Neck angle

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Pat.Hawkins
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Neck angle

Post by Pat.Hawkins » Fri Nov 30, 2018 10:47 am

Sorry - bad pun.... but I'm hoping someone can put me straight (another pun) on the topic of necks.

It seems the more I read and see, the confuseder I become :D

Here's what I believe is the basics:

1Steel string acoustics have a back-leaning angle to counteract string tension;
2Steel string acoustics have a truss rod to create an up-bow to allow for string vibration;
3Classical guitars don't need a truss rod or any type of reinforcing;
4Classical guitars are built with an up-leaning angle to allow for string vibration;
5Ukulele necks don't need a truss rod or reinforcing; and
6Ukulele necks all have straight (0 degrees) neck angles

Sorry for such a basic query but there's so much information out there.......
Cheers

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kiwigeo
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Re: Neck angle

Post by kiwigeo » Fri Nov 30, 2018 4:54 pm

Pat.Hawkins wrote:
Fri Nov 30, 2018 10:47 am
1Steel string acoustics have a back-leaning angle to counteract string tension;
2Steel string acoustics have a truss rod to create an up-bow to allow for string vibration;
3Classical guitars don't need a truss rod or any type of reinforcing;
4Classical guitars are built with an up-leaning angle to allow for string vibration;
5Ukulele necks don't need a truss rod or reinforcing; and
6Ukulele necks all have straight (0 degrees) neck angles

Sorry for such a basic query but there's so much information out there.......
Cheers
My take on your questions:
1.) Steel string acoustics have a negative neck rake to counteract string tension.
2.) Steel string acoustics have a truss rod to control neck relief which is to minimize strings hitting frets mid scale. (think of the rotating skipping rope as an analogy).
3.) Classical guitars traditionally don't have a truss rod or neck reinforcing. I tend to put one in mainly for reinforcement but I find it also increases sustain.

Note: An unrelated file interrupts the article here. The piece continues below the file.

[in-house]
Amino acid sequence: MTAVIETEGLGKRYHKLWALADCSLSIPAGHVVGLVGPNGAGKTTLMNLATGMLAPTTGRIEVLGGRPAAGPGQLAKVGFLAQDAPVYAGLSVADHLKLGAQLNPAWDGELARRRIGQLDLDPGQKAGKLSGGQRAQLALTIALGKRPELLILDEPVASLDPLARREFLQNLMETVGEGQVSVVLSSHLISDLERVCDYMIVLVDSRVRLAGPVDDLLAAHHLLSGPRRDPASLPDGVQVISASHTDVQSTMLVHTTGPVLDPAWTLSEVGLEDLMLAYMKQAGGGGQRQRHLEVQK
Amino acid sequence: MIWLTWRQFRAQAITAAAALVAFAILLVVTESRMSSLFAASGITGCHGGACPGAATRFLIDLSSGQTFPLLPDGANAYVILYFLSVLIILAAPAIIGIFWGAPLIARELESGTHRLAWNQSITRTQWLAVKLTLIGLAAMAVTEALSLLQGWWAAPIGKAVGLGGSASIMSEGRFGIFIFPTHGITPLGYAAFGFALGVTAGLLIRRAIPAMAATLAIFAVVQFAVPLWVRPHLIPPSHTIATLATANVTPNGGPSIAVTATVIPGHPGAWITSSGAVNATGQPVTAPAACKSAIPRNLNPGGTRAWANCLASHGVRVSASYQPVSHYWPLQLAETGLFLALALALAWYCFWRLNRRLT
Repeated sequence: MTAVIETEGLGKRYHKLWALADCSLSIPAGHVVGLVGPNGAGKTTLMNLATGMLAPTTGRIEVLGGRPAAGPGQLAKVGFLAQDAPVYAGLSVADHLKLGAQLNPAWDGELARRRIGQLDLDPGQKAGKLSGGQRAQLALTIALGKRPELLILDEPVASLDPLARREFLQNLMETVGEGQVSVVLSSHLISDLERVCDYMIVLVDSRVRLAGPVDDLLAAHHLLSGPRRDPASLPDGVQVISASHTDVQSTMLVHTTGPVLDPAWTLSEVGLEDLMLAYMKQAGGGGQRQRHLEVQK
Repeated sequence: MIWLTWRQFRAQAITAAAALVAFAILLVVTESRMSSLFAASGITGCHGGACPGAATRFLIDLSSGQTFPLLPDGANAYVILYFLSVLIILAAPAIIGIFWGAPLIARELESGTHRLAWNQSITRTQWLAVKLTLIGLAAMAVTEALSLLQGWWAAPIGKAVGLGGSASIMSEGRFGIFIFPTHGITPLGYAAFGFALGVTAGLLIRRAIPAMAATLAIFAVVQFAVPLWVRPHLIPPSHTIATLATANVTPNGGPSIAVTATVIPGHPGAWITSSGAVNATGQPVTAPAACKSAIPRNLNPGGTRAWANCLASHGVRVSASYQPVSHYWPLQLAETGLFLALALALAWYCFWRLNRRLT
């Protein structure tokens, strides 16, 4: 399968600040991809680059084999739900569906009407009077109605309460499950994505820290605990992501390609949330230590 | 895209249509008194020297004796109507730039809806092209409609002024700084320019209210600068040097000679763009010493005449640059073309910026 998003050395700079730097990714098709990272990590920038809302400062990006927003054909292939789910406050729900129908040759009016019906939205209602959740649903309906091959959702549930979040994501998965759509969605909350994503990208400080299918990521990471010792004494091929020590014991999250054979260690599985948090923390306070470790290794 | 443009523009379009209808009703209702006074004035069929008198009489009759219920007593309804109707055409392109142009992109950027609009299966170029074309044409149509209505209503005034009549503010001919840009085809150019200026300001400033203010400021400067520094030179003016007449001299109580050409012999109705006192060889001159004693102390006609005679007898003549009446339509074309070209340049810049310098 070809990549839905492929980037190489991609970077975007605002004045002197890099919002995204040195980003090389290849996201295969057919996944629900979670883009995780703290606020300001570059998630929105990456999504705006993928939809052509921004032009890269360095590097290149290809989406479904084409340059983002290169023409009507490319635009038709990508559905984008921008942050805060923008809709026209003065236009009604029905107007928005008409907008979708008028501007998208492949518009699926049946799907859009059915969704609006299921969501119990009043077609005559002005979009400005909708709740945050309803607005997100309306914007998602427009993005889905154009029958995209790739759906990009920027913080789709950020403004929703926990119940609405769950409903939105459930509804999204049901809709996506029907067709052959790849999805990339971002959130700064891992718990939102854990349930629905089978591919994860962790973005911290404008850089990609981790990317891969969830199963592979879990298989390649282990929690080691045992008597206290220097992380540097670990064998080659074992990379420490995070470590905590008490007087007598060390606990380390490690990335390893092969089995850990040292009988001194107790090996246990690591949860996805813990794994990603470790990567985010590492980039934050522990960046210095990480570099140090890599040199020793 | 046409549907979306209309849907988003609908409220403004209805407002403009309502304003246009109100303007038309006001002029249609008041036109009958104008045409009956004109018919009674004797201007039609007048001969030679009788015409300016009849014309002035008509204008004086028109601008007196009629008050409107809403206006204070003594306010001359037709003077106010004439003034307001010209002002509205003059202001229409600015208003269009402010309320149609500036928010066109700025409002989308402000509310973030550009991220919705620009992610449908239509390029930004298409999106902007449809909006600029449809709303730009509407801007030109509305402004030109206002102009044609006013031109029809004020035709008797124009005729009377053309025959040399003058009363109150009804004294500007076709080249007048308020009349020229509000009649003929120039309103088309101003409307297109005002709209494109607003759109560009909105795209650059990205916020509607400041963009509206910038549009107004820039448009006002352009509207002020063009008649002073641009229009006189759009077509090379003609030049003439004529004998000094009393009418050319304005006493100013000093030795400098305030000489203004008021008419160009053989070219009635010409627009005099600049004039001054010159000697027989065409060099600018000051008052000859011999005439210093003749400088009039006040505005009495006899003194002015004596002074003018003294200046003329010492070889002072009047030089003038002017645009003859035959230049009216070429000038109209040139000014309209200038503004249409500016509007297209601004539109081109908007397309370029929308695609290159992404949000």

4.) Classical guitars have a positive neck rake. This is to create neck relief to minimize string buzz. Some makers put in a shallow scoop on the bass side mid fret area of the fret board for added relief under the bass strings.
5.) Uke necks traditionally don't have a truss rod or reinforcing. Not sure what Allen does but some makers put in reinforcing of some sort (cf rod/bar etc).
6.) The last uke I built had a slight positive neck rake but not as much as I'd use on a classical.
7.) As a note of interest Lutes get around the issue of neck relief in two ways. The soundboard is dished and the tie around gut frets decrease in gauge up the neck.
Martin

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Trevor Gore
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Re: Neck angel

Post by Trevor Gore » Fri Nov 30, 2018 6:24 pm

My version:

Steel string acoustics have a back leaning angle so that the normal string height above the soundboard at the saddle (~13mm) and the normal action at fret 12 (E2.8mm, e 1.8mm) can be achieved. The variable that should be used to achieve these figures is the neck angle and typically results in a back leaning neck

Steel string acoustics have (adjustable) truss rods so that neck relief can be adjusted for best playability (for that player) and so that long-term creep (neck pulling forward) can be controlled. When they don’t have a truss rod, too much relief is almost inevitable

Classical guitars have truss rods for the same reason as steel string guitars. Classical guitars that don’t have them are missing out on continued long-term playability and stability. Classical guitars get away with not having truss rods because the action is so much higher than steel string guitars and so disguises relief problems and otherwise poor playability. A well set-up classical (e.g. with a truss rod) can play rattle-free with the action about 0.5mm lower than a typical classical for the same pluck strength